Strawberry Rhubarb Pie

May 31, 2017

Apple pie may be America’s favorite, but in our family, Strawberry Rhubarb Pie takes the prize. New Englanders have had a long love affair with rhubarb, the mouth-puckering herbaceous perennial that is actually vegetable and usually eaten as a fruit.

Originally cultivated as an ornamental and used medicinally by the Chinese, rhubarb did not enter the kitchen until the 17th century, when sugar became available to the masses. The plant migrated to New England with the early settlers, and was a homestead staple planted behind the barn. I recall eating copious bowls of rhubarb sauce as a child, and dipping raw stalks of rhubarb in sugar for a snack.
Recipes for rhubarb pie are frequent in older cookbooks. Often the chopped fruit is combined with an egg and liberal amounts of sugar. The Brits enjoy their rhubarb flavored with ginger. Savory rhubarb dishes include beets roasted with rhubarb, grilled meats topped with a rhubarb, dried cherry and onion sauce, and rhubarb salad with goat cheese.

Seasonally speaking, the classic combination of strawberries and rhubarb has always intrigued me. Just about the time the strawberries are ready for picking, my rhubarb plant is exhausted. The tall, bushy stalks of rhubarb flowers towering over withered leaves is a tell tale sign that the plant has gone to seed.

This year, I took the opportunity to use the last of my frozen strawberries to make the pie. The recipe, a family favorite handed down from Grammy Munsie, uses flour to thicken the fruit. Cornstarch works well too. The quantity of rhubarb versus strawberries can vary, depending upon the kitchen inventory. A total of at least five cups is needed to make a plump pie.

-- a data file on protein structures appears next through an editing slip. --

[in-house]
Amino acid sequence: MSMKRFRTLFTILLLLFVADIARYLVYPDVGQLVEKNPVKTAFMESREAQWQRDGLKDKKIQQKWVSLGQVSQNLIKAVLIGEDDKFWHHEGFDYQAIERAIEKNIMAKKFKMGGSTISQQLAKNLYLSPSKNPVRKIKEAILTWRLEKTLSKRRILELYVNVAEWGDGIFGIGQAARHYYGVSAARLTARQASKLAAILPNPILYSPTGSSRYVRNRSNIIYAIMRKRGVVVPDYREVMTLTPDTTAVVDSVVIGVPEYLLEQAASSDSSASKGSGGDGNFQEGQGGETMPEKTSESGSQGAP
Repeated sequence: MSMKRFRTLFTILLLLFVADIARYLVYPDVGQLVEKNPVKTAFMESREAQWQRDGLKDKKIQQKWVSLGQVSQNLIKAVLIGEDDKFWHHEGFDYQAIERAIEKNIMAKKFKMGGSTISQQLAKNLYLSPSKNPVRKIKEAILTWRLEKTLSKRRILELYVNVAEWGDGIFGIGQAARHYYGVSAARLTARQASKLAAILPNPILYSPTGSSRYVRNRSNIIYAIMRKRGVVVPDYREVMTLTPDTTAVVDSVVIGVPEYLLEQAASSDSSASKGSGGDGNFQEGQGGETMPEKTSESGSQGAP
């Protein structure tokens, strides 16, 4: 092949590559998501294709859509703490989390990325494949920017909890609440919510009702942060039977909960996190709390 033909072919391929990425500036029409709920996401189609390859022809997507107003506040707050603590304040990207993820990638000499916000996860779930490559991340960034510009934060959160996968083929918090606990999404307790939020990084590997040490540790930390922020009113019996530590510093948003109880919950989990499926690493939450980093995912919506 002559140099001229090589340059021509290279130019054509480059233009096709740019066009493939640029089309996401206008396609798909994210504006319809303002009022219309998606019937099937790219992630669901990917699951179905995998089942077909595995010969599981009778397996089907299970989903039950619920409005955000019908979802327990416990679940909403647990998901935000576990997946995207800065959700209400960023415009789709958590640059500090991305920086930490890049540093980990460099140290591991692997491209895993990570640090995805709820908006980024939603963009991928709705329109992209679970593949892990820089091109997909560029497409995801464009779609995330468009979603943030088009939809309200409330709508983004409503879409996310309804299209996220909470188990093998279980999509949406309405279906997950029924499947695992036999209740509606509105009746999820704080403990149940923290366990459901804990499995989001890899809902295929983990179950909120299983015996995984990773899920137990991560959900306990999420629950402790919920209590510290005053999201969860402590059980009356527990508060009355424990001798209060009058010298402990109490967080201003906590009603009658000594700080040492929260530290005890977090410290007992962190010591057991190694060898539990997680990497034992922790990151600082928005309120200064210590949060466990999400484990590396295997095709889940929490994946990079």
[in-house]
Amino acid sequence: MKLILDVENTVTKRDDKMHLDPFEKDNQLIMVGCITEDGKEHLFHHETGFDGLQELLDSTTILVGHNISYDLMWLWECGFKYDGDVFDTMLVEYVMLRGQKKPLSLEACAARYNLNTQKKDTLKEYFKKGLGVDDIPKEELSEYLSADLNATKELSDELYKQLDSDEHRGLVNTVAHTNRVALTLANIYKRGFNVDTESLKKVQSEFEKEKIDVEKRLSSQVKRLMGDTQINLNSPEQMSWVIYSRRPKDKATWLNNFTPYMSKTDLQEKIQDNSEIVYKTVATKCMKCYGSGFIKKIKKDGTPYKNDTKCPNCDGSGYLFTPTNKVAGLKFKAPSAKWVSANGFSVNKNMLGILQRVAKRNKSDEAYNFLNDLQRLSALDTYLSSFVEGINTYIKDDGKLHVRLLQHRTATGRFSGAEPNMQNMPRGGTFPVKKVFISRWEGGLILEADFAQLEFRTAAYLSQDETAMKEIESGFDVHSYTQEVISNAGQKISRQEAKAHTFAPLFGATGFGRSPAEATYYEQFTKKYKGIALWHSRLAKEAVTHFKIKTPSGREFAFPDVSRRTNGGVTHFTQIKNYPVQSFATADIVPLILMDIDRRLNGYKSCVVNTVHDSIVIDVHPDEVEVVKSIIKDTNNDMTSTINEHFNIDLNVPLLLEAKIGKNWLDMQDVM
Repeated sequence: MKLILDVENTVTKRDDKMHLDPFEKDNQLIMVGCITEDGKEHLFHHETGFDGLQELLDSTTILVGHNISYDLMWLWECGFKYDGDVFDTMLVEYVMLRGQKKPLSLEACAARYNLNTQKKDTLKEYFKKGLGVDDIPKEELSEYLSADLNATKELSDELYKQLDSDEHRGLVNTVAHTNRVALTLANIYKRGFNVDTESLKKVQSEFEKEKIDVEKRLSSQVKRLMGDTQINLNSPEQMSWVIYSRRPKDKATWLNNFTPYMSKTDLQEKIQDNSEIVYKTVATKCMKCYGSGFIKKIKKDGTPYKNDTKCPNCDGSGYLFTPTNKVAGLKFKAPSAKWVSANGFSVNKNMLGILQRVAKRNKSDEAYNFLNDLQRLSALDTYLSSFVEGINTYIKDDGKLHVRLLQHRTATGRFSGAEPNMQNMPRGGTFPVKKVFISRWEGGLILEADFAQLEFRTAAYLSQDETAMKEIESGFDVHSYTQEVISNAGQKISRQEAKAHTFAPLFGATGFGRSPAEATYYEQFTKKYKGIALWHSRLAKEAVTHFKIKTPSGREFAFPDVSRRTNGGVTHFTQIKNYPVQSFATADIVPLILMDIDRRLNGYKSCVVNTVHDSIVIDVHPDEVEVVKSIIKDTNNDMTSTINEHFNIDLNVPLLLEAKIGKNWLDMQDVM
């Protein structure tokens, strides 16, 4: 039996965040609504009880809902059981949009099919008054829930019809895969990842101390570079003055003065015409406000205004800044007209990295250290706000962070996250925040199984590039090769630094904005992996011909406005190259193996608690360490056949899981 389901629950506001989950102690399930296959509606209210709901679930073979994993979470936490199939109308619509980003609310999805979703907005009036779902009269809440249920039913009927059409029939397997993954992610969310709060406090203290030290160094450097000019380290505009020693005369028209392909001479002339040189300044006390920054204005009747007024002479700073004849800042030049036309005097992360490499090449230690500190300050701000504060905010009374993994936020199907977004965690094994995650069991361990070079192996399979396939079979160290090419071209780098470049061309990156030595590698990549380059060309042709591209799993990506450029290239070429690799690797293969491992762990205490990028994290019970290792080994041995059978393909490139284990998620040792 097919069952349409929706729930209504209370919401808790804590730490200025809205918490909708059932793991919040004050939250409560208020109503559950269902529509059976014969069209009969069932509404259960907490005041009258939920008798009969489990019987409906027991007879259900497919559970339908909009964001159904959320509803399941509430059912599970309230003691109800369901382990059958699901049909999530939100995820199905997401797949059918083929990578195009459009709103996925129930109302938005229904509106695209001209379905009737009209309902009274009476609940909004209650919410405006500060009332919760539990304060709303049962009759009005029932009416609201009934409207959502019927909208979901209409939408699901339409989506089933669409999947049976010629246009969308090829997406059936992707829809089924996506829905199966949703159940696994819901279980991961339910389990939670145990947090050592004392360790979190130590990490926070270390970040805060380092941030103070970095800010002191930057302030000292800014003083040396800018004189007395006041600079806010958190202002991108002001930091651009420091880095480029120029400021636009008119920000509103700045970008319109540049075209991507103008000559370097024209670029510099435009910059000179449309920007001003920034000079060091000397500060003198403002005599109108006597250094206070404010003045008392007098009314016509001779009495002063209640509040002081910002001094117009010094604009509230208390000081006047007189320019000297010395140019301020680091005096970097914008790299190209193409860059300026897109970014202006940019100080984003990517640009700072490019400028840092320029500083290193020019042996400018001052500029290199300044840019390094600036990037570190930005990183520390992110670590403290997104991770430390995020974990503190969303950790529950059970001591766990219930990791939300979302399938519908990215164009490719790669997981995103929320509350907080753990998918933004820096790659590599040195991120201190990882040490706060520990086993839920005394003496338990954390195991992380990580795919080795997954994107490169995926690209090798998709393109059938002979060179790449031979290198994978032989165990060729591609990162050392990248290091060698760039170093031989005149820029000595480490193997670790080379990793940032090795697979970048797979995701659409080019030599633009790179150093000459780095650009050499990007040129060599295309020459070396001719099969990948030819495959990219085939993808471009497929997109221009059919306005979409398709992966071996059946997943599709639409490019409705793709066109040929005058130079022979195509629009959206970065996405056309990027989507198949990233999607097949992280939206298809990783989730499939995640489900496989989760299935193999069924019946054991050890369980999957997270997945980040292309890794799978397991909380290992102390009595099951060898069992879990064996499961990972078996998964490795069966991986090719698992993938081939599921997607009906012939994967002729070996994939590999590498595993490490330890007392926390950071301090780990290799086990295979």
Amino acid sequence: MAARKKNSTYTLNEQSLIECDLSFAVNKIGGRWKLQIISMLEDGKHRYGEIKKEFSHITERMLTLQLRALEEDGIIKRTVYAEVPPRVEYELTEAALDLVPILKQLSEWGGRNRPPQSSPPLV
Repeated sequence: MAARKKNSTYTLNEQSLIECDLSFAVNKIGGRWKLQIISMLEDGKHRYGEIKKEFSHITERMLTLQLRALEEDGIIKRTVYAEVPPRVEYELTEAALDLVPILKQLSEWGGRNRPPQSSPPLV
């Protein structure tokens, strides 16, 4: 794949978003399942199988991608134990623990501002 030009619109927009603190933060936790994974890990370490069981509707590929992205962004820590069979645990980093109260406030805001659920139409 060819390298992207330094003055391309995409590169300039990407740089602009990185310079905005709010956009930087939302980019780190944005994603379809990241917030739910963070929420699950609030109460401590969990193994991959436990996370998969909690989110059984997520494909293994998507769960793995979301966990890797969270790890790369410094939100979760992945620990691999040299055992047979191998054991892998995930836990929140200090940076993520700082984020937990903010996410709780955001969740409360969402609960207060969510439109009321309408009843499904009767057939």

Be sure to cook your pie long enough. When the juices start to bubble, don’t be tempted to remove the pie from the oven. A really long bake, an hour at least, followed by cooling the pie completely, produces a pie that can be easily sliced and served.

This recipe uses only one cup of sugar to sweeten the pie. Although it may be too tart for some, our family loves the sweet-sour contrast between the strawberries and rhubarb surrounded by the flaky piecrust. In our household, Strawberry Rhubarb Pie is the perfect spring supper!


Cheryl Wixson
Every Maine family has their favorite recipe for this ruby-red, tart pie.


  • Pastry for a 2-crust pie
  • 1 cup sugar
  • ¼ cup flour
  • ¼ teaspoon nutmeg
  • ¼ teaspoon allspice
  • 3 cups rhubarb cut into ½ inch pieces (about 1 pound)
  • 2 cups sliced strawberries 1 pint
  • 2 tablespoons milk


  • Preheat the oven to 400 degrees. Chop the rhubarb and slice the strawberries.
  • In a large bowl, combine the sugar, flour, nutmeg and allspice. Stir in the rhubarb and strawberries.
  • Line a 9-inch pie plate with one piecrust. Spoon in the sugared fruit. Wet the edges of the crust with some milk. Roll out the second crust and fit in over the top of the pie. Pinch the edges to seal and slit the top. Pat some milk on the top of the pie.
  • Bake (on a sheet pan to catch the drips), until the filling runs clear, (usually all over the oven), about 60 minutes.

Cheryl's Notes

Makes 8 servings.
Nutritional analysis per serving: 348 calories, 4 grams protein, 52 grams carbohydrates, 15 grams fat, 120 mg. sodium, 2.3 grams fiber.

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